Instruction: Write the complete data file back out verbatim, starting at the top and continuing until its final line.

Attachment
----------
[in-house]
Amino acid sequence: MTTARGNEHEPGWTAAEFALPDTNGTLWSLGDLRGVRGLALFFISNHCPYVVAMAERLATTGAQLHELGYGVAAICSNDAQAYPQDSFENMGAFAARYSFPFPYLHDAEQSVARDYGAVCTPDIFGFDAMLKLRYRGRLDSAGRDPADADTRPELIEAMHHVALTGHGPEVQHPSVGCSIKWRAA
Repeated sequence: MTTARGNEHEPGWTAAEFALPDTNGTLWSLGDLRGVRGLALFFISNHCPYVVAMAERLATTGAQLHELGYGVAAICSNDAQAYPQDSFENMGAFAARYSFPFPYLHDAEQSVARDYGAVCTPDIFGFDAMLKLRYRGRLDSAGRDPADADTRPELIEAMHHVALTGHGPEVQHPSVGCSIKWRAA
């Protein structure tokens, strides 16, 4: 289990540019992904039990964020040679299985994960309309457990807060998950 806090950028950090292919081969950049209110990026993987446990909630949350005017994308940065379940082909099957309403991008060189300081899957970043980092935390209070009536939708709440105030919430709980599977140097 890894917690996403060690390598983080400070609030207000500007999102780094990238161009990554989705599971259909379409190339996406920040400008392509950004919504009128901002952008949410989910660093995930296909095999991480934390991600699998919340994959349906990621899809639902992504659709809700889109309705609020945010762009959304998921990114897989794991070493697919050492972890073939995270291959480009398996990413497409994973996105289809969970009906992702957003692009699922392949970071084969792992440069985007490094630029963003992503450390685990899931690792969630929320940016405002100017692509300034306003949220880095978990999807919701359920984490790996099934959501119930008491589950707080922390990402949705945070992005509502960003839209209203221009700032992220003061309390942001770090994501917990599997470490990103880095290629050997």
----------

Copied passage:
[in-house]
Amino acid sequence: MTTARGNEHEPGWTAAEFALPDTNGTLWSLGDLRGVRGLALFFISNHCPYVVAMAERLATTGAQLHELGYGVAAICSNDAQAYPQDSFENMGAFAARYSFPFPYLHDAEQSVARDYGAVCTPDIFGFDAMLKLRYRGRLDSAGRDPADADTRPELIEAMHHVALTGHGPEVQHPSVGCSIKWRAA
Repeated sequence: MTTARGNEHEPGWTAAEFALPDTNGTLWSLGDLRGVRGLALFFISNHCPYVVAMAERLATTGAQLHELGYGVAAICSNDAQAYPQDSFENMGAFAARYSFPFPYLHDAEQSVARDYGAVCTPDIFGFDAMLKLRYRGRLDSAGRDPADADTRPELIEAMHHVALTGHGPEVQHPSVGCSIKWRAA
């Protein structure tokens, strides 16, 4: 289990540019992904039990964020040679299985994960309309457990807060998950 806090950028950090292919081969950049209110990026993987446990909630949350005017994308940065379940082909099957309403991008060189300081899957970043980092935390209070009536939708709440105030919430709980599977140097 890894917690996403060690390598983080400070609030207000500007999102780094990238161009990554989705599971259909379409190339996406920040400008392509950004919504009128901002952008949410989910660093995930296909095999991480934390991600699998919340994959349906990621899809639902992504659709809700889109309705609020945010762009959304998921990114897989794991070493697919050492972890073939995270291959480009398996990413497409994973996105289809969970009906992702957003692009699922392949970071084969792992440069985007490094630029963003992503450390685990899931690792969630929320940016405002100017692509300034306003949220880095978990999807919701359920984490790996099934959501119930008491589950707080922390990402949705945070992005509502960003839209209203221009700032992220003061309390942001770090994501917990599997470490990103880095290629050997």